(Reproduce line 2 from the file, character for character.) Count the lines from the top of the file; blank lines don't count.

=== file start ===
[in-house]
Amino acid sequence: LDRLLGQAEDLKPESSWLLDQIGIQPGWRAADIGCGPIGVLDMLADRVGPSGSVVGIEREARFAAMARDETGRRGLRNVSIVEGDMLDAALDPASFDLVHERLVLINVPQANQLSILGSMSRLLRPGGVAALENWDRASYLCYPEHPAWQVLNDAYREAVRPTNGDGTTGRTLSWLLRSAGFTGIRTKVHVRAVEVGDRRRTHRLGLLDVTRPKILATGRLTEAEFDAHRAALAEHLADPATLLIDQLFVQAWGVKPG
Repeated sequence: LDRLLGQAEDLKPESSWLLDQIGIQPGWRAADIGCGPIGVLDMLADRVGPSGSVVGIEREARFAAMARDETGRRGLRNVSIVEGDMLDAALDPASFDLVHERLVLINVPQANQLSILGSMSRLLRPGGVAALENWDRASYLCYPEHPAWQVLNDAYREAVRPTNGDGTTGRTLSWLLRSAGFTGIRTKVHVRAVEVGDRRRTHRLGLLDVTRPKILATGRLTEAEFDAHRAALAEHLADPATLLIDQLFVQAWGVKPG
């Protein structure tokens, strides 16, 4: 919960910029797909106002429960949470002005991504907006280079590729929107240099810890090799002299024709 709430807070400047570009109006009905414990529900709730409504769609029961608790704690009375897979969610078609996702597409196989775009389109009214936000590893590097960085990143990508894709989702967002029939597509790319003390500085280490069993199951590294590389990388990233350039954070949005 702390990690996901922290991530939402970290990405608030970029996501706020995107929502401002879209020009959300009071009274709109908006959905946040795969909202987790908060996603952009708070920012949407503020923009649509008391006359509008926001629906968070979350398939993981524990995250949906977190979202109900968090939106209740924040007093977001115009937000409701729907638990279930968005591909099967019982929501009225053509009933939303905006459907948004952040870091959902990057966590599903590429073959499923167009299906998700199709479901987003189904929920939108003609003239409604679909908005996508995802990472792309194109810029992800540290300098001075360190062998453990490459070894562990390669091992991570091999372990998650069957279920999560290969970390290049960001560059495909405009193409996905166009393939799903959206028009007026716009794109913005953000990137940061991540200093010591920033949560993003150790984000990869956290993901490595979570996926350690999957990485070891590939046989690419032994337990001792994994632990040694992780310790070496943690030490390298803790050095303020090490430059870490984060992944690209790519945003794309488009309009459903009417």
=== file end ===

Amino acid sequence: LDRLLGQAEDLKPESSWLLDQIGIQPGWRAADIGCGPIGVLDMLADRVGPSGSVVGIEREARFAAMARDETGRRGLRNVSIVEGDMLDAALDPASFDLVHERLVLINVPQANQLSILGSMSRLLRPGGVAALENWDRASYLCYPEHPAWQVLNDAYREAVRPTNGDGTTGRTLSWLLRSAGFTGIRTKVHVRAVEVGDRRRTHRLGLLDVTRPKILATGRLTEAEFDAHRAALAEHLADPATLLIDQLFVQAWGVKPG